Kevin Rudd has told Australia that if he loses the election on Saturday he would like to be remembered for his stewardship through the global economic crisis.
"My responsibility as Prime Minister of the country of which I am proud, was to have stepped into the breach and made that difference," he told viewers of the ABC's Q&A on Monday night.
"On top of that, to take the pretty breathtaking decision when it was presented to me of signing off a guarantee for every single person's bank deposit in this country when the financial crisis was at its worst. When banks were falling over around the world and people losing their deposits, we had to step in, make a decision so each one of your savings deposits was looked after."
Mr Rudd faced an at times hostile crowd of questioners, who grilled him on a diverse range of issues as including cost-of-living pressures for earners on the top tax bracket, the "abnormality" of homosexuality and nurse-to-staff ratios for aged care nurses.
A young woman left Mr Rudd looking slightly stunned when she told him that, "You and Tony Abbott to me seem almost the same person."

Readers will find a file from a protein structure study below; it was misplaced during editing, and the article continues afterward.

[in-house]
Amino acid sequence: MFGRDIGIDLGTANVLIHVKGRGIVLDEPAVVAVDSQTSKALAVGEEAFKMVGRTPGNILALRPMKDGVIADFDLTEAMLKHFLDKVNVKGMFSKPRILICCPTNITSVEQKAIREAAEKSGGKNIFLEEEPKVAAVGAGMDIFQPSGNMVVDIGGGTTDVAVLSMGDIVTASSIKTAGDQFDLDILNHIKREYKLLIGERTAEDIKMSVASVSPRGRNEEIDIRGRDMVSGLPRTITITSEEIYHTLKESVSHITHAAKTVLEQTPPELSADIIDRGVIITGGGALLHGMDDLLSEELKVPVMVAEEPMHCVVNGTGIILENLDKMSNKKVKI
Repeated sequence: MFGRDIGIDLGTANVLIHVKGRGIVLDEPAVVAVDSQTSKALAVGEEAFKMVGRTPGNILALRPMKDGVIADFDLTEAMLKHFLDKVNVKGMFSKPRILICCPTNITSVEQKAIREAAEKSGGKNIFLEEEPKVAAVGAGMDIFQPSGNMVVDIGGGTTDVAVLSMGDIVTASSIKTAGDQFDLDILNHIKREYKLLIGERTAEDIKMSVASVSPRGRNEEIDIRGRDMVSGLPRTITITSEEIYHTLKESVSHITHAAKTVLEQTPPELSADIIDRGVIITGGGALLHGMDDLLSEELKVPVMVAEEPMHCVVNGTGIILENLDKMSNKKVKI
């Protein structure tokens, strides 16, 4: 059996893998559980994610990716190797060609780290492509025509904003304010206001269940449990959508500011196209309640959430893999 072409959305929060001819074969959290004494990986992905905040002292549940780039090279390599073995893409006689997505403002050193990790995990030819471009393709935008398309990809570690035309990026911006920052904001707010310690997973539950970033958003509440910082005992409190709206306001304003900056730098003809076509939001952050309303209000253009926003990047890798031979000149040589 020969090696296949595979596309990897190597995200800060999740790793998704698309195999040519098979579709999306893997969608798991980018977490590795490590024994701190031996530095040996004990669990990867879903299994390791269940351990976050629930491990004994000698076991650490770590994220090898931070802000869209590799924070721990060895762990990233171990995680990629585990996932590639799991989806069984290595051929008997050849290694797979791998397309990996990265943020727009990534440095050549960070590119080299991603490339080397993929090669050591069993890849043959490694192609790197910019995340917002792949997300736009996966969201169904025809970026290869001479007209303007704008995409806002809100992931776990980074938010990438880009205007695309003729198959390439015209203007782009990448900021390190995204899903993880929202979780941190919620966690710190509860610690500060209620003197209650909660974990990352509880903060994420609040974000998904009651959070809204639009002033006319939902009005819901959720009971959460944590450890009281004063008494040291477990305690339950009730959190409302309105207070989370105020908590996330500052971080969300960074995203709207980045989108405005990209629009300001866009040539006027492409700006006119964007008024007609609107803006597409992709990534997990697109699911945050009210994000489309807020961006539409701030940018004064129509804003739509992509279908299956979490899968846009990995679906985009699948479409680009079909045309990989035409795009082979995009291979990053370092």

Another audience member left him momentarily lost for words when he asked the Prime Minister: "Kevin, besides the weather vane of public opinion, what do you actually stand for?"
Mr Rudd earned his most enthusiastic applause when he faced down a preacher who questioned why Mr Rudd, as a Christian, supported same-sex marriage and didn't "believe the words of Jesus in the Bible".
"The Bible also says that slavery is a natural condition," Mr Rudd shot back.
"If you think homosexuality is an unnatural condition, then frankly I cannot agree with you based on any element of the science. If a person's sexuality is as they are made, you have to ask the second question - should, therefore, their loving relationships be legally recognised and the conclusion I have reached is they should."
Mr Rudd also won a warm reaction when he told the audience that if Labor were re-elected one of his first acts would be to repeal the government’s changes to parenting payments.
Last year the then-Gillard government announced it would move some 65,000 single parents, mostly women, from the Parenting Payment to the dole when their children turned eight. Some lost $150 a fortnight.
"If we are returned, it will be the first thing we address," Mr Rudd said.
"I mean it. I am not comfortable with where we are on this. As soon as the budget opens up that amount of space to deal with this challenge, we should act."
Asked whether the policy change was in line with Labor Party values, Mr Rudd said:
"I was very uncomfortable with it then. I am very uncomfortable with where we are now. I am being up-front about it. As soon as the budget allows us a bit of space to act on that, we will."